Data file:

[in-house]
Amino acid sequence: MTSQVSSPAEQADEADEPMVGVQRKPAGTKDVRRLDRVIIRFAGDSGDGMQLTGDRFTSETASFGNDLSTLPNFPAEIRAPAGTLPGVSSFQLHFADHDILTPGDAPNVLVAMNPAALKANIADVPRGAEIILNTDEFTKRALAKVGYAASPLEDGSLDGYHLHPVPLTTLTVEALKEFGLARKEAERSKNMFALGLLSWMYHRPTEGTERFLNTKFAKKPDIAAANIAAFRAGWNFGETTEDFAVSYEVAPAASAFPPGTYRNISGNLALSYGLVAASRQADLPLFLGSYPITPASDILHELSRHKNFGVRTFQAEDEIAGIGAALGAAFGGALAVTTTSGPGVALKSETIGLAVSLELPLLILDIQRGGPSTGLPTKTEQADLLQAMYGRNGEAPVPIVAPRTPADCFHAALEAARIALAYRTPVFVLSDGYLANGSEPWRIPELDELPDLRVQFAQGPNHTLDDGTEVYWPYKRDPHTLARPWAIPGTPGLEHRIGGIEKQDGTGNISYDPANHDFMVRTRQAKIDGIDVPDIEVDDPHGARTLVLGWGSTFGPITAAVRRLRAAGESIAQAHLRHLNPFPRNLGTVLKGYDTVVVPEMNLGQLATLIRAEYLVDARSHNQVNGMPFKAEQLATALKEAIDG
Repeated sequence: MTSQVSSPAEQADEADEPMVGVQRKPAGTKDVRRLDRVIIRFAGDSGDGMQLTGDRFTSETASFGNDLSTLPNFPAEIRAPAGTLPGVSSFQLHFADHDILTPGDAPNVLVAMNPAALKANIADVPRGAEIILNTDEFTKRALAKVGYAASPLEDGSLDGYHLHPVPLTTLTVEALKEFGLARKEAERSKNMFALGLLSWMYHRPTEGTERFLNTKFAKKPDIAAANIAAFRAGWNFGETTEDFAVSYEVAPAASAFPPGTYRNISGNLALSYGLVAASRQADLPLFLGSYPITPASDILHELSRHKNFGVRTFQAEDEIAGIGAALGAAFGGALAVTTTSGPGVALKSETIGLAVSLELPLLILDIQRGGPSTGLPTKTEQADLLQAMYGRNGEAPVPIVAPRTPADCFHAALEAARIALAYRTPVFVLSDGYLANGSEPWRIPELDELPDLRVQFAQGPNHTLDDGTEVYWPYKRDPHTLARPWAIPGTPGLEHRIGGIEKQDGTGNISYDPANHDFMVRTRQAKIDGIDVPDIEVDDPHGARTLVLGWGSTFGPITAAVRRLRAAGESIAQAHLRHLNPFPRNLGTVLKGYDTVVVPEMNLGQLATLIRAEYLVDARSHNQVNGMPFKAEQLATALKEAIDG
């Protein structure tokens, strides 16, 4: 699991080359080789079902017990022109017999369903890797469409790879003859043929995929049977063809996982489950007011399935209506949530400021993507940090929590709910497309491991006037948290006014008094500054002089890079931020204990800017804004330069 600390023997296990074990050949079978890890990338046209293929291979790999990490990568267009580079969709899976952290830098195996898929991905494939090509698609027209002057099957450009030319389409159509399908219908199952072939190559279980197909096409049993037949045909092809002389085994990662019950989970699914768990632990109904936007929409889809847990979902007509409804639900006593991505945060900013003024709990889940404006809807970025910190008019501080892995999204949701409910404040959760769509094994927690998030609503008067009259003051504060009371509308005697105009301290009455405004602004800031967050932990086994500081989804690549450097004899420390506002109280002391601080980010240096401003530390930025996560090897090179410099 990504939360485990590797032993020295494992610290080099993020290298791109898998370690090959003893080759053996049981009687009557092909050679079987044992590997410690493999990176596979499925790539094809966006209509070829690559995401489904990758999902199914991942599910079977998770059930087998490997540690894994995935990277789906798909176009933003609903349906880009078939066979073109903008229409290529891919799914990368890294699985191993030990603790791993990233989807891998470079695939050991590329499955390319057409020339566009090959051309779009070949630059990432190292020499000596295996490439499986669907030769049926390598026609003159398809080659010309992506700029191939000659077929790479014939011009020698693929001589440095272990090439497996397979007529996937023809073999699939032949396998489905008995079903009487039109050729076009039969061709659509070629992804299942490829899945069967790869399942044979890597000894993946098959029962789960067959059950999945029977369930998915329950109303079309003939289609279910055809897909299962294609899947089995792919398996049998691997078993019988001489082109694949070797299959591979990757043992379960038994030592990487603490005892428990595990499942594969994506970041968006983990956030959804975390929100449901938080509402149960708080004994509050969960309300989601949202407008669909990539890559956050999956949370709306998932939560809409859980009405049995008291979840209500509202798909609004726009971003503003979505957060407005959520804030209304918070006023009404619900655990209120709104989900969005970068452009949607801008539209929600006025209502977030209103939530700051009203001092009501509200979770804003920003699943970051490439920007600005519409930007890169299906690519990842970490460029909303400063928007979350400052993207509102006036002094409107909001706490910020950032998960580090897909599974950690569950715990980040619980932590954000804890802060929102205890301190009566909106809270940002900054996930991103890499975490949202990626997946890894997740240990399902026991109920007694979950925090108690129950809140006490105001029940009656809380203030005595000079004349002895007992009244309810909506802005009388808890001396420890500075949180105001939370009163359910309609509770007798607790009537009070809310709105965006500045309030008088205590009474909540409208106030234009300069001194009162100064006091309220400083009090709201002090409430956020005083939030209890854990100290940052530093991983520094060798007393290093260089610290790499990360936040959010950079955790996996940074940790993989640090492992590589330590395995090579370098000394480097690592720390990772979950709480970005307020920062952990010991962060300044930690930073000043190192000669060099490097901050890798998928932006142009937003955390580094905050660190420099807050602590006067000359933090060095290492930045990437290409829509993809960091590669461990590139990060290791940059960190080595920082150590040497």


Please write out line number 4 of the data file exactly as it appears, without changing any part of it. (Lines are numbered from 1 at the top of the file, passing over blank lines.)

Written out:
């Protein structure tokens, strides 16, 4: 699991080359080789079902017990022109017999369903890797469409790879003859043929995929049977063809996982489950007011399935209506949530400021993507940090929590709910497309491991006037948290006014008094500054002089890079931020204990800017804004330069 600390023997296990074990050949079978890890990338046209293929291979790999990490990568267009580079969709899976952290830098195996898929991905494939090509698609027209002057099957450009030319389409159509399908219908199952072939190559279980197909096409049993037949045909092809002389085994990662019950989970699914768990632990109904936007929409889809847990979902007509409804639900006593991505945060900013003024709990889940404006809807970025910190008019501080892995999204949701409910404040959760769509094994927690998030609503008067009259003051504060009371509308005697105009301290009455405004602004800031967050932990086994500081989804690549450097004899420390506002109280002391601080980010240096401003530390930025996560090897090179410099 990504939360485990590797032993020295494992610290080099993020290298791109898998370690090959003893080759053996049981009687009557092909050679079987044992590997410690493999990176596979499925790539094809966006209509070829690559995401489904990758999902199914991942599910079977998770059930087998490997540690894994995935990277789906798909176009933003609903349906880009078939066979073109903008229409290529891919799914990368890294699985191993030990603790791993990233989807891998470079695939050991590329499955390319057409020339566009090959051309779009070949630059990432190292020499000596295996490439499986669907030769049926390598026609003159398809080659010309992506700029191939000659077929790479014939011009020698693929001589440095272990090439497996397979007529996937023809073999699939032949396998489905008995079903009487039109050729076009039969061709659509070629992804299942490829899945069967790869399942044979890597000894993946098959029962789960067959059950999945029977369930998915329950109303079309003939289609279910055809897909299962294609899947089995792919398996049998691997078993019988001489082109694949070797299959591979990757043992379960038994030592990487603490005892428990595990499942594969994506970041968006983990956030959804975390929100449901938080509402149960708080004994509050969960309300989601949202407008669909990539890559956050999956949370709306998932939560809409859980009405049995008291979840209500509202798909609004726009971003503003979505957060407005959520804030209304918070006023009404619900655990209120709104989900969005970068452009949607801008539209929600006025209502977030209103939530700051009203001092009501509200979770804003920003699943970051490439920007600005519409930007890169299906690519990842970490460029909303400063928007979350400052993207509102006036002094409107909001706490910020950032998960580090897909599974950690569950715990980040619980932590954000804890802060929102205890301190009566909106809270940002900054996930991103890499975490949202990626997946890894997740240990399902026991109920007694979950925090108690129950809140006490105001029940009656809380203030005595000079004349002895007992009244309810909506802005009388808890001396420890500075949180105001939370009163359910309609509770007798607790009537009070809310709105965006500045309030008088205590009474909540409208106030234009300069001194009162100064006091309220400083009090709201002090409430956020005083939030209890854990100290940052530093991983520094060798007393290093260089610290790499990360936040959010950079955790996996940074940790993989640090492992590589330590395995090579370098000394480097690592720390990772979950709480970005307020920062952990010991962060300044930690930073000043190192000669060099490097901050890798998928932006142009937003955390580094905050660190420099807050602590006067000359933090060095290492930045990437290409829509993809960091590669461990590139990060290791940059960190080595920082150590040497």